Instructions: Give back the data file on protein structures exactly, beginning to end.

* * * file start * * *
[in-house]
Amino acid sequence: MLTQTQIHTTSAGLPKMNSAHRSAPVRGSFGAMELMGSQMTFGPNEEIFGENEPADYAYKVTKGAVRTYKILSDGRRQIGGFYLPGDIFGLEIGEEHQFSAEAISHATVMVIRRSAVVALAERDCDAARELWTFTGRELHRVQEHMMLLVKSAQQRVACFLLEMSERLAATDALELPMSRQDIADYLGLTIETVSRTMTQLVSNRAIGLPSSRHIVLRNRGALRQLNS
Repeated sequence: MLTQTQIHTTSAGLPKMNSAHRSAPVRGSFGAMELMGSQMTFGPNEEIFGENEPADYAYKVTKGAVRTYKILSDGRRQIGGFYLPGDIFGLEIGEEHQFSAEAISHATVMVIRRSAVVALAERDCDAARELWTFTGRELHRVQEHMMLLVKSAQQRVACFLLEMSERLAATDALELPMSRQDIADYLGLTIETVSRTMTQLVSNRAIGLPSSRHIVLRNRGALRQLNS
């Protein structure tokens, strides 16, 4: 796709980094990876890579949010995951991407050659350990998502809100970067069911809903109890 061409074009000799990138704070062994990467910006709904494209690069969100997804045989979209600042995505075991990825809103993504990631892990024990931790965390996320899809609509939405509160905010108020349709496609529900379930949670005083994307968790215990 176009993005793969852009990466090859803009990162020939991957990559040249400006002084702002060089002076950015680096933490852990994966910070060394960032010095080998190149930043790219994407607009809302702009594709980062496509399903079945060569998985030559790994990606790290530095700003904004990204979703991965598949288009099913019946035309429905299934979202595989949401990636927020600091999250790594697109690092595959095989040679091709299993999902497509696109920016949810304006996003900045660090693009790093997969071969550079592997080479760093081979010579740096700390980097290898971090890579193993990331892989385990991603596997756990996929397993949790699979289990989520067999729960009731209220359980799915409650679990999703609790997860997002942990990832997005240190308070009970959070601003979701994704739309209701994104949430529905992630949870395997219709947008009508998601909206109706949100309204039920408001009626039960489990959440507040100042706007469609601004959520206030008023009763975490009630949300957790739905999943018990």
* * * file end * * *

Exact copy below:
[in-house]
Amino acid sequence: MLTQTQIHTTSAGLPKMNSAHRSAPVRGSFGAMELMGSQMTFGPNEEIFGENEPADYAYKVTKGAVRTYKILSDGRRQIGGFYLPGDIFGLEIGEEHQFSAEAISHATVMVIRRSAVVALAERDCDAARELWTFTGRELHRVQEHMMLLVKSAQQRVACFLLEMSERLAATDALELPMSRQDIADYLGLTIETVSRTMTQLVSNRAIGLPSSRHIVLRNRGALRQLNS
Repeated sequence: MLTQTQIHTTSAGLPKMNSAHRSAPVRGSFGAMELMGSQMTFGPNEEIFGENEPADYAYKVTKGAVRTYKILSDGRRQIGGFYLPGDIFGLEIGEEHQFSAEAISHATVMVIRRSAVVALAERDCDAARELWTFTGRELHRVQEHMMLLVKSAQQRVACFLLEMSERLAATDALELPMSRQDIADYLGLTIETVSRTMTQLVSNRAIGLPSSRHIVLRNRGALRQLNS
């Protein structure tokens, strides 16, 4: 796709980094990876890579949010995951991407050659350990998502809100970067069911809903109890 061409074009000799990138704070062994990467910006709904494209690069969100997804045989979209600042995505075991990825809103993504990631892990024990931790965390996320899809609509939405509160905010108020349709496609529900379930949670005083994307968790215990 176009993005793969852009990466090859803009990162020939991957990559040249400006002084702002060089002076950015680096933490852990994966910070060394960032010095080998190149930043790219994407607009809302702009594709980062496509399903079945060569998985030559790994990606790290530095700003904004990204979703991965598949288009099913019946035309429905299934979202595989949401990636927020600091999250790594697109690092595959095989040679091709299993999902497509696109920016949810304006996003900045660090693009790093997969071969550079592997080479760093081979010579740096700390980097290898971090890579193993990331892989385990991603596997756990996929397993949790699979289990989520067999729960009731209220359980799915409650679990999703609790997860997002942990990832997005240190308070009970959070601003979701994704739309209701994104949430529905992630949870395997219709947008009508998601909206109706949100309204039920408001009626039960489990959440507040100042706007469609601004959520206030008023009763975490009630949300957790739905999943018990």